In the U.S., employees who are temporarily out of work may be eligible for unemployment benefits. Many people who receive unemployment benefits have lost their positions through no fault of their own. However, it may be possible for you to recover benefits when you are still working but have had your pay or hours cut or if you have been forced to accept a part-time job and are unable to find additional work. To learn about your potential eligibility for partial unemployment benefits, talk to the employment lawyers at Swartz Swidler.
How is eligibility for partial unemployment benefits determined?
An applicant’s eligibility for partial unemployment benefits is determined by the state in which he or she lives. Some rules generally apply across the states, however. You will likely be eligible for partial unemployment benefits if all of the following apply to you:
- You are working part-time or are underemployed through no fault of your own.
- You earn enough to meet the minimum hour or minimum earnings requirements in your state.
- You are available and able to work more.
For example, if your employer cut everyone’s hours to avoid having to conduct layoffs, you will likely be eligible for partial unemployment benefits. You may also be eligible if you lost your job and have only been able to find part-time work. However, if you voluntarily decided to cut your full-time hours down to part-time, you would likely be ineligible for partial unemployment benefits.
Amount of partial unemployment benefits
If you are approved for partial unemployment benefits, the unemployment agency in your state will start by calculating what you would receive if you were completely out of work. Next, the state will subtract the amount that you are earning each week minus a small allowance. A majority of states allow unemployment applicants to keep some of the money that they earn without reducing the amount of their benefits. This is meant to encourage people who receive unemployment benefits to work at least occasionally. The difference will be what you can expect to receive in weekly partial unemployment benefits.
Partial unemployment benefits in New Jersey
In New Jersey, you may be able to receive partial unemployment insurance benefits if your hours at work were reduced but not completely cut. When you claim your benefits, you will still be required to report the part-time income when you earn it even if you have not yet received your paycheck.
When you file a claim for weekly unemployment benefits, you will need to report whether you worked during the week. You will also need to report the number of hours that you worked and the gross amount that you earned for the week.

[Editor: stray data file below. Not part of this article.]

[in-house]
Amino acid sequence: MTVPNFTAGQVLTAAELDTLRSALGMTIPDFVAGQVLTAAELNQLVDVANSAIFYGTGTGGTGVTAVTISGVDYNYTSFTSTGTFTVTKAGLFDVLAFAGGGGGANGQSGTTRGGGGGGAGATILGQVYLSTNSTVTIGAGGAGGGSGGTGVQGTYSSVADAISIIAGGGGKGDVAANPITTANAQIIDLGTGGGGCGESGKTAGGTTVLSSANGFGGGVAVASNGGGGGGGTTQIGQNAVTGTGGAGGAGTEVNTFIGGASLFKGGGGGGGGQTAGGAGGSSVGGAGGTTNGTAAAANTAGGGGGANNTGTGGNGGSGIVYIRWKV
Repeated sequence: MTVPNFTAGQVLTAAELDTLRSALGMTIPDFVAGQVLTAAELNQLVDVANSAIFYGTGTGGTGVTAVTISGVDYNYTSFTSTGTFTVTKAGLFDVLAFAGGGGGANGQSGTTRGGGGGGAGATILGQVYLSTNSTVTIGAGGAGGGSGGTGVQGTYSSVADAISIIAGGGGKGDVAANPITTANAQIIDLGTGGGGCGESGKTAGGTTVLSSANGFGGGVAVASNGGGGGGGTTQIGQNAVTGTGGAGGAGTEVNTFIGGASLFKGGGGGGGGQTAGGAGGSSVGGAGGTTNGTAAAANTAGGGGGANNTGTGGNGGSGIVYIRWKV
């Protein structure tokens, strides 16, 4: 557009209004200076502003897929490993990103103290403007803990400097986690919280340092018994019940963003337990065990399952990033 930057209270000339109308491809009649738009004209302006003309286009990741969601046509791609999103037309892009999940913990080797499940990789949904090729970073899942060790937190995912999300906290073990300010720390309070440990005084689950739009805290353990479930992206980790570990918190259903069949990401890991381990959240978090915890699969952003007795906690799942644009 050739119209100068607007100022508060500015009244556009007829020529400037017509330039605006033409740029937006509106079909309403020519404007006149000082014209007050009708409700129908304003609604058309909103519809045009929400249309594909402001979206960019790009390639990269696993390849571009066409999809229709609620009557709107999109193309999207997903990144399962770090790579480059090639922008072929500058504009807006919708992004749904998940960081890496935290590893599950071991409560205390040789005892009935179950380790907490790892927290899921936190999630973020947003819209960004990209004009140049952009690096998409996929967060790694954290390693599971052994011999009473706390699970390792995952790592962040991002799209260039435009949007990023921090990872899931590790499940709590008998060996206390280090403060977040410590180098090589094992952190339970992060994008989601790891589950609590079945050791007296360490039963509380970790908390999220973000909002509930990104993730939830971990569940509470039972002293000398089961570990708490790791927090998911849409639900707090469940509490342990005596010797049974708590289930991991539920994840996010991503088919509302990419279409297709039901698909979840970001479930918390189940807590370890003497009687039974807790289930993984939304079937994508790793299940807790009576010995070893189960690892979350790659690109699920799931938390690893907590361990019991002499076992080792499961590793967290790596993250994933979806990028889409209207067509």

If you worked more than 80% of the hours that you normally worked when you were employed full-time in the job, you will not be eligible for partial unemployment benefits for that week. For example, if you worked more than 32 hours in a week when you normally worked for 40 hours, you will not be eligible to receive partial unemployment benefits. If you were offered additional hours by your employer during a week but refused them, you might also be denied partial unemployment benefits for that workweek.
The wages that you earned from an employer will also be important. You will still receive the full weekly benefit rate for a week in which you earned up to 20% of your weekly benefit rate. You will not receive more than your weekly benefit rate, however.
For example, assume that your weekly benefit rate is $500, and you earned $200 from working during that week. Your partial benefit rate for the week would be calculated at $500 plus 20%, which would equal $600. This means that you would be paid $400 in partial unemployment benefits since the total minus your earnings equals $400.
You will not receive more than your weekly benefit rate during any week. However, if you earn a small amount that is less than 20% of your weekly benefit rate, your benefits will not be cut. You will simply receive your weekly benefit rate for that week. For example, if you earned $50 in a week by working a few hours and had a weekly benefit rate of $500, you would still receive $500 without anything being subtracted for earning $50. This is meant to encourage you to take steps towards becoming fully employed again.
Your partial benefits payment will be reduced dollar-for-dollar when you earn more than 20% of the weekly benefit rate from your employer during a week. For example, if your weekly benefit rate is $500 and earned $200 for the week, you would receive $400 in partial unemployment benefits for that week. This is because 20% of your weekly benefit rate is $100, making the total $600. You would then subtract the $200 that you earned to arrive at $400.
If you work for a county Board of Elections on election day, you will not have to report the money that you earn. Election day work earnings are not included to calculate a reduction of your weekly benefits.
Talk to the attorneys at Swartz Swidler
The availability of partial unemployment benefits helps people who are underemployed or have had their hours reduced because of no fault of their own. If your hours have been reduced from full-time to part-time because of economic reasons, you may be eligible to receive partial unemployment benefits. To learn more about your eligibility and how the benefits might be calculated, contact the employment lawyers at Swartz Swidler by calling us at 856.685.7420 or by filling out our online contact form.